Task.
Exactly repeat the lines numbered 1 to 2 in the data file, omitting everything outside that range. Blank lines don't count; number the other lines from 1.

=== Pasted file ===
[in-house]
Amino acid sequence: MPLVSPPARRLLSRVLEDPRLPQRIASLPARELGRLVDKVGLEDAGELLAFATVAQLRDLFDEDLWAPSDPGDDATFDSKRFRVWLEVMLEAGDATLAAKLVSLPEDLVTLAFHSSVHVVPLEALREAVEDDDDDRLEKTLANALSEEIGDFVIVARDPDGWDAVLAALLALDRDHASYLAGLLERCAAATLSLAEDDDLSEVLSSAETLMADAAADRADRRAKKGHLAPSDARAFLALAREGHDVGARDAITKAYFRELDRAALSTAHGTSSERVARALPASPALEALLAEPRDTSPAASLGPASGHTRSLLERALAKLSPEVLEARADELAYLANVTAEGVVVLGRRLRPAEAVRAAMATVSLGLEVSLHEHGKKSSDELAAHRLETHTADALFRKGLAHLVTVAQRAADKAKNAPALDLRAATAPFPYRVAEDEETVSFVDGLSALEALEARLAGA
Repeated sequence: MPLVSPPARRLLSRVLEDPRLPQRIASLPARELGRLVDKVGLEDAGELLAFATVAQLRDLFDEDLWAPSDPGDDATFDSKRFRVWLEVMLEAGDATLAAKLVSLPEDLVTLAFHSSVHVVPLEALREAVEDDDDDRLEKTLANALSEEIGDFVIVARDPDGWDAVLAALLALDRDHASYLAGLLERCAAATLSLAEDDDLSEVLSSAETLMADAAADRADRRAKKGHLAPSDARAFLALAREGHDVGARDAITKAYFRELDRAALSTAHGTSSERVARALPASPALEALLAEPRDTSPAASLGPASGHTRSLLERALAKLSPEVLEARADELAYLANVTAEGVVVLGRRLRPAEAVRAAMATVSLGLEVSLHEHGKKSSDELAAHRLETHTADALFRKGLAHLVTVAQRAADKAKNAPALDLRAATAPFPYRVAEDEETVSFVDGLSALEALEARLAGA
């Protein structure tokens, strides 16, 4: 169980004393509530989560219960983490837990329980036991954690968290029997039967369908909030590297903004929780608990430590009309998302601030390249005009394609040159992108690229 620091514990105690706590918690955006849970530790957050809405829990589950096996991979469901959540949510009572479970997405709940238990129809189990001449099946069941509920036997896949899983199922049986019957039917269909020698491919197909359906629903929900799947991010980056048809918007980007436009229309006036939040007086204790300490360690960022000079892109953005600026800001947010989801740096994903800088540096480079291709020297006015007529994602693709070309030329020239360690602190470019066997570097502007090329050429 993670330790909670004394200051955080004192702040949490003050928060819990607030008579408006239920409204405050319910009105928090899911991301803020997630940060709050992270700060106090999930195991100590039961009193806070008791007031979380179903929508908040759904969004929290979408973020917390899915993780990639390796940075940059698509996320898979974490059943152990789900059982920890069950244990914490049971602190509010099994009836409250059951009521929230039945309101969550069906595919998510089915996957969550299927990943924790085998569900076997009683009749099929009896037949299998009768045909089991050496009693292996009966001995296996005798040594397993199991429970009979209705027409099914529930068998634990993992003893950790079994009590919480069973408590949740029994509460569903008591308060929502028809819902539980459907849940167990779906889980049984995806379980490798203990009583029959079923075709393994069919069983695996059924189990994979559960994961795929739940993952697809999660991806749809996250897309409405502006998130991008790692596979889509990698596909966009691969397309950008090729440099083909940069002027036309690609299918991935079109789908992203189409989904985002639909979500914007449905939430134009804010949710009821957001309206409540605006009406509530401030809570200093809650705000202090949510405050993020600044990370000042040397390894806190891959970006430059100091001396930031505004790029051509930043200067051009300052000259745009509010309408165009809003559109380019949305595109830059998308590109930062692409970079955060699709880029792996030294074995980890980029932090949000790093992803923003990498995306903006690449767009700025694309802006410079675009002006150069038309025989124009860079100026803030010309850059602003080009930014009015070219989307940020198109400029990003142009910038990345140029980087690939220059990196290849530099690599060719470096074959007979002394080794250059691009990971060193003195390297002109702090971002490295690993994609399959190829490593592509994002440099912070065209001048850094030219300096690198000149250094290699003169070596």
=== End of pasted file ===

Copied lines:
[in-house]
Amino acid sequence: MPLVSPPARRLLSRVLEDPRLPQRIASLPARELGRLVDKVGLEDAGELLAFATVAQLRDLFDEDLWAPSDPGDDATFDSKRFRVWLEVMLEAGDATLAAKLVSLPEDLVTLAFHSSVHVVPLEALREAVEDDDDDRLEKTLANALSEEIGDFVIVARDPDGWDAVLAALLALDRDHASYLAGLLERCAAATLSLAEDDDLSEVLSSAETLMADAAADRADRRAKKGHLAPSDARAFLALAREGHDVGARDAITKAYFRELDRAALSTAHGTSSERVARALPASPALEALLAEPRDTSPAASLGPASGHTRSLLERALAKLSPEVLEARADELAYLANVTAEGVVVLGRRLRPAEAVRAAMATVSLGLEVSLHEHGKKSSDELAAHRLETHTADALFRKGLAHLVTVAQRAADKAKNAPALDLRAATAPFPYRVAEDEETVSFVDGLSALEALEARLAGA